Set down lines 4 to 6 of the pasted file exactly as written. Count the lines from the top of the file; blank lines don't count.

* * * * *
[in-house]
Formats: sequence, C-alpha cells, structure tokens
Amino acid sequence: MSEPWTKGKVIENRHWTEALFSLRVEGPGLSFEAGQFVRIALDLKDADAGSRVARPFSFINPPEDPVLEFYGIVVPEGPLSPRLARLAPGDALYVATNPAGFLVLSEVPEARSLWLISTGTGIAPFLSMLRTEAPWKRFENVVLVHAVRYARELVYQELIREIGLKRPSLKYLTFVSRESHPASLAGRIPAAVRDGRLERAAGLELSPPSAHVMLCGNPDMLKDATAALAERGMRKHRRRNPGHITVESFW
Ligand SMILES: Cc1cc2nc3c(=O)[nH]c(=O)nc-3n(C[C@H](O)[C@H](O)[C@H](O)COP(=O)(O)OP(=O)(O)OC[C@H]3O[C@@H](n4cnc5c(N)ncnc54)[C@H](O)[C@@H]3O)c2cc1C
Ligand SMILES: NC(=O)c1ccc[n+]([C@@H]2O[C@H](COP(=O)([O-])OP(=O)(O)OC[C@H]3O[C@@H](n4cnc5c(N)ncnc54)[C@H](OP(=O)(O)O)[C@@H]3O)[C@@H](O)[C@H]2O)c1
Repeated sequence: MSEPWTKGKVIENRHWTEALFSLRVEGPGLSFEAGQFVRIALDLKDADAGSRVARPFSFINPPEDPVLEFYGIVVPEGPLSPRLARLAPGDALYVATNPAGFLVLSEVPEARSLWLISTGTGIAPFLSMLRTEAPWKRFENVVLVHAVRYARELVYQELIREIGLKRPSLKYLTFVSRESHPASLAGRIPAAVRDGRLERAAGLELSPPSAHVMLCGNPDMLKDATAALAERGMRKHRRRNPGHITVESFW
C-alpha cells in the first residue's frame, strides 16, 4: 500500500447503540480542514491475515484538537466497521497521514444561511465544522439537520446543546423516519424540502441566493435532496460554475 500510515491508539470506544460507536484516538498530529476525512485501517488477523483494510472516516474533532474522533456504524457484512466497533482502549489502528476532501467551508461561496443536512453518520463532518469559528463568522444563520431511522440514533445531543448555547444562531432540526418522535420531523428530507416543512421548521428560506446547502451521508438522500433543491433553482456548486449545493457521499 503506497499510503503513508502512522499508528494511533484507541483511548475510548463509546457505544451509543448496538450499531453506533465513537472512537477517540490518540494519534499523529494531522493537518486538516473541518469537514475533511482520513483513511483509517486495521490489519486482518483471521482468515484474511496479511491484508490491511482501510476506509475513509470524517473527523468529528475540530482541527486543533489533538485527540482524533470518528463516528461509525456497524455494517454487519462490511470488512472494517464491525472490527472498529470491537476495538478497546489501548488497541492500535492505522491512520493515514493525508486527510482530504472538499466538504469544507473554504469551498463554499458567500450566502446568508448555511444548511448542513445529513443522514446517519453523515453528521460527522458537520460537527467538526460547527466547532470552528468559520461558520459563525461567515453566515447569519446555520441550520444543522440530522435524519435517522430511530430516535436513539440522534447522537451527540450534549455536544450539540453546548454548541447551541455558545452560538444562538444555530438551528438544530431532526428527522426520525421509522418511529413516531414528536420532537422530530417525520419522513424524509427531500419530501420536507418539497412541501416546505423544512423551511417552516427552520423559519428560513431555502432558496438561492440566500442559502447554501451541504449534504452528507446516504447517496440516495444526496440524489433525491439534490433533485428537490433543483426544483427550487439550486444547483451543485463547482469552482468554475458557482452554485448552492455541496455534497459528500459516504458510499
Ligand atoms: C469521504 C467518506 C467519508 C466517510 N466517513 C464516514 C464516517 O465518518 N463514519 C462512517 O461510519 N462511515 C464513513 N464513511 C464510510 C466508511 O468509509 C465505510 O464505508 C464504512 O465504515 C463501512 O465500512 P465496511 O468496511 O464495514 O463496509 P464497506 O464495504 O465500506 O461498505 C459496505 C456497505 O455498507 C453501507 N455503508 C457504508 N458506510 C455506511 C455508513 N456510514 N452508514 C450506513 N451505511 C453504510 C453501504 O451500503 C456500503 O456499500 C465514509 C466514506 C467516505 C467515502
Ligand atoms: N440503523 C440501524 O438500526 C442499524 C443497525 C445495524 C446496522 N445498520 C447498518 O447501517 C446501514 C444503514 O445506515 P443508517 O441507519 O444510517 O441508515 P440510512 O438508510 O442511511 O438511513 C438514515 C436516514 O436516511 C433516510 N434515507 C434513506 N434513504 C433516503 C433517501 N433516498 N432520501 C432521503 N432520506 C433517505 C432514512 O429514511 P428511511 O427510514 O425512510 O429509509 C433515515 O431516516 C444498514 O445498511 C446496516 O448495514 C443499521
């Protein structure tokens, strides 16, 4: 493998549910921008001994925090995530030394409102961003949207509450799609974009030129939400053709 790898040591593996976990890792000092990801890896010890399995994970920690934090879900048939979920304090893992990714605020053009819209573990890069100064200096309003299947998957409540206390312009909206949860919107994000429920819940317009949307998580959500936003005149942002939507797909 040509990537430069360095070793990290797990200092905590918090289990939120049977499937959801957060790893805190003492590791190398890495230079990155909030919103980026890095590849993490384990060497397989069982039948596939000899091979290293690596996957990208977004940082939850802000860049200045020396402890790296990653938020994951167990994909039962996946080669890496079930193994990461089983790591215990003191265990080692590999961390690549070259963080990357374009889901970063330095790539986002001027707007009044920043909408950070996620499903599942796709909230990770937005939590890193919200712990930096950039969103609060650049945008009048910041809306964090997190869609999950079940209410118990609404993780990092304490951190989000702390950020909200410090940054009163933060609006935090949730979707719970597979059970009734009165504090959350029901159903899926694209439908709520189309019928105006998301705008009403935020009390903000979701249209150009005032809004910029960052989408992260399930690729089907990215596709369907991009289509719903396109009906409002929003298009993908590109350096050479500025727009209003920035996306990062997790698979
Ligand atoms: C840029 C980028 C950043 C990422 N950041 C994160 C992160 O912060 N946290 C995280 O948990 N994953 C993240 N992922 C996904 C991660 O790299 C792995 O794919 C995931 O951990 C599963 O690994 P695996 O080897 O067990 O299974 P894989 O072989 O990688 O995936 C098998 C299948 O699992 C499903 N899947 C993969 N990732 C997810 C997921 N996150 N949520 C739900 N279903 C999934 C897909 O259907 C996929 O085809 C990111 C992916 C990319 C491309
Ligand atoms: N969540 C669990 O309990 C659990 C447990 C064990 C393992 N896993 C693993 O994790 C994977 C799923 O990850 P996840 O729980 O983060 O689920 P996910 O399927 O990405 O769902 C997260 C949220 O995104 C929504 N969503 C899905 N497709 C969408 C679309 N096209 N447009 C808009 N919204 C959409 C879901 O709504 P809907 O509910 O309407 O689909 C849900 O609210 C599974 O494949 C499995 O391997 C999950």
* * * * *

Ligand SMILES: Cc1cc2nc3c(=O)[nH]c(=O)nc-3n(C[C@H](O)[C@H](O)[C@H](O)COP(=O)(O)OP(=O)(O)OC[C@H]3O[C@@H](n4cnc5c(N)ncnc54)[C@H](O)[C@@H]3O)c2cc1C
Ligand SMILES: NC(=O)c1ccc[n+]([C@@H]2O[C@H](COP(=O)([O-])OP(=O)(O)OC[C@H]3O[C@@H](n4cnc5c(N)ncnc54)[C@H](OP(=O)(O)O)[C@@H]3O)[C@@H](O)[C@H]2O)c1
Repeated sequence: MSEPWTKGKVIENRHWTEALFSLRVEGPGLSFEAGQFVRIALDLKDADAGSRVARPFSFINPPEDPVLEFYGIVVPEGPLSPRLARLAPGDALYVATNPAGFLVLSEVPEARSLWLISTGTGIAPFLSMLRTEAPWKRFENVVLVHAVRYARELVYQELIREIGLKRPSLKYLTFVSRESHPASLAGRIPAAVRDGRLERAAGLELSPPSAHVMLCGNPDMLKDATAALAERGMRKHRRRNPGHITVESFW